Palestinians inspect their destroyed houses following overnight Israeli airstrikes in town of Beit Hanoun, northern Gaza Strip, Friday, May 14, 2021.

Photo by: AP Photo/Khalil Hamra

Not enough for Israel and Palestine: No one wins with (just) a ceasefire

Rev. Dr. Mae Elise Cannon and Kevin Vollrath

June 22, 2021

The world paid close attention to the May 2021 hostilities between the Israeli military and Hamas in Gaza and the precursory events of protests on behalf of Palestinian families in Sheikh Jarrah, rallying cries for religious freedom to be protected on Haram al-Sharif (the Temple Mount), demonstrations for equal rights for Palestinian citizens of Israel, and other flareups between Israelis and Palestinians.  

While the May 21 ceasefire between Hamas and the State of Israel was welcomed by many, all concerned parties worry that the end of the recent violence that resulted in more than 200 deaths in Gaza, including more than 60 children; and the deaths of more than a dozen people in Israel, may only be temporary. 

Hamas fired rockets into Israel on Monday, May 10 in response to Israel’s failure to remove forces from the Palestinian neighborhood of Sheikh Jarrah in East Jerusalem and the al-Aqsa Mosque. Access to Islam’s third most sacred site seems to teeter on the brink of regular outbursts and clashes because of the underlying tension of religious Jews also wanting access to the Temple Mount and its proximity to their most sacred religious site of the Western Wall.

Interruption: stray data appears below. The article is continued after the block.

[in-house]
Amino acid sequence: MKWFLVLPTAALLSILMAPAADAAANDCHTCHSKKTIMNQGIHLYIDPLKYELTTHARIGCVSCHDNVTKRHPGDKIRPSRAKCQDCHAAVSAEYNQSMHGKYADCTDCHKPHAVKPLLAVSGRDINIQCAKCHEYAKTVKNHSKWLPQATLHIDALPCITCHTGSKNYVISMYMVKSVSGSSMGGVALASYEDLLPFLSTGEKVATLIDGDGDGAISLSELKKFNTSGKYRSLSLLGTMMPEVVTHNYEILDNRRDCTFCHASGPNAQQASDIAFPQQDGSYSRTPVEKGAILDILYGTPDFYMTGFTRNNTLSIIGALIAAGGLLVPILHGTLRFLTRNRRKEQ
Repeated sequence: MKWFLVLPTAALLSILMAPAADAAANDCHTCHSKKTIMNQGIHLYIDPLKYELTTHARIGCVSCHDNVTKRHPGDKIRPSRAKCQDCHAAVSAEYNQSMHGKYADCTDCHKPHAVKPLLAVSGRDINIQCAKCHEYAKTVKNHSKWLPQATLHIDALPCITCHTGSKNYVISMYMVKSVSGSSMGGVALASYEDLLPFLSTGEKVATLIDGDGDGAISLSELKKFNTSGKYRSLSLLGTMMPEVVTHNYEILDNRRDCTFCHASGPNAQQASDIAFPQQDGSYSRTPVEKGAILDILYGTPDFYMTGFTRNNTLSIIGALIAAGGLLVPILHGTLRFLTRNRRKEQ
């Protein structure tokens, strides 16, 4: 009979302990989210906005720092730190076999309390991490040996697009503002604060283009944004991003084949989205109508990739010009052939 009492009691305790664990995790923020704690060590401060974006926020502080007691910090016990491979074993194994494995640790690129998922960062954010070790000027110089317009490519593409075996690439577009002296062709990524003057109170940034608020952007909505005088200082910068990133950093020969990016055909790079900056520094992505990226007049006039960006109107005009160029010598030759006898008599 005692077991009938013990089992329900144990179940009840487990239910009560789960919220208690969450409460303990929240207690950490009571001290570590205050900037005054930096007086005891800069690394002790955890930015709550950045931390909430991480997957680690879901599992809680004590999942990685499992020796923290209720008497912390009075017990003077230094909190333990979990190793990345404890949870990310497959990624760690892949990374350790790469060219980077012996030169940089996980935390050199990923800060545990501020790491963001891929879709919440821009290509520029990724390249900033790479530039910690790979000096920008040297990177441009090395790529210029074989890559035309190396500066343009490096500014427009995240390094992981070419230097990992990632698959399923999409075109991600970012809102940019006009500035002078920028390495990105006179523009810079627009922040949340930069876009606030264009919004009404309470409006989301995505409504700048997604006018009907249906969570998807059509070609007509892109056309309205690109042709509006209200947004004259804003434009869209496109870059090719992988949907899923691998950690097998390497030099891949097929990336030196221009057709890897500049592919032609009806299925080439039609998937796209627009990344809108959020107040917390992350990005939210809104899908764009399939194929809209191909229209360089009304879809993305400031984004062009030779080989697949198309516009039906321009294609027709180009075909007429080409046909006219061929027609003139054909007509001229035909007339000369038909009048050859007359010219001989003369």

The land dispute in Sheikh Jarrah which threatens to displace 58 people remains unsettled, with Israel’s Supreme Court setting a hearing date of July 20. A suspected appeal will follow. Israeli Defense Forces (IDF) continue to intimidate residents who are unable to safely leave their home. Residents continue to experience instability and fear of movement because of attacks from settlers or IDF.

As of early June, violence at al-Aqsa mosque continued unabated and Israel continued to harass Palestinian activists. Far-right Israelis continued to march in the Old City and chant “death to Arabs.” Palestinian Israelis also acted violently against Jewish Israelis. Israel has temporarily stopped granting permits to allow Palestinians to enter Israel for medical treatment. Authorities also suspended the insurance benefits of 11 nonviolent protesters living in East Jerusalem, preventing them and their families from receiving proper medical care. Around the world, including in the United States in Los Angeles, Chicago, New York, and other cities, antisemitic incidents have been on the rise with increased vandalism, attacks on synagogues, and violent harassment of Jews. Mosques have also experienced increased incidents of vandalism since the May 2021 hostilities.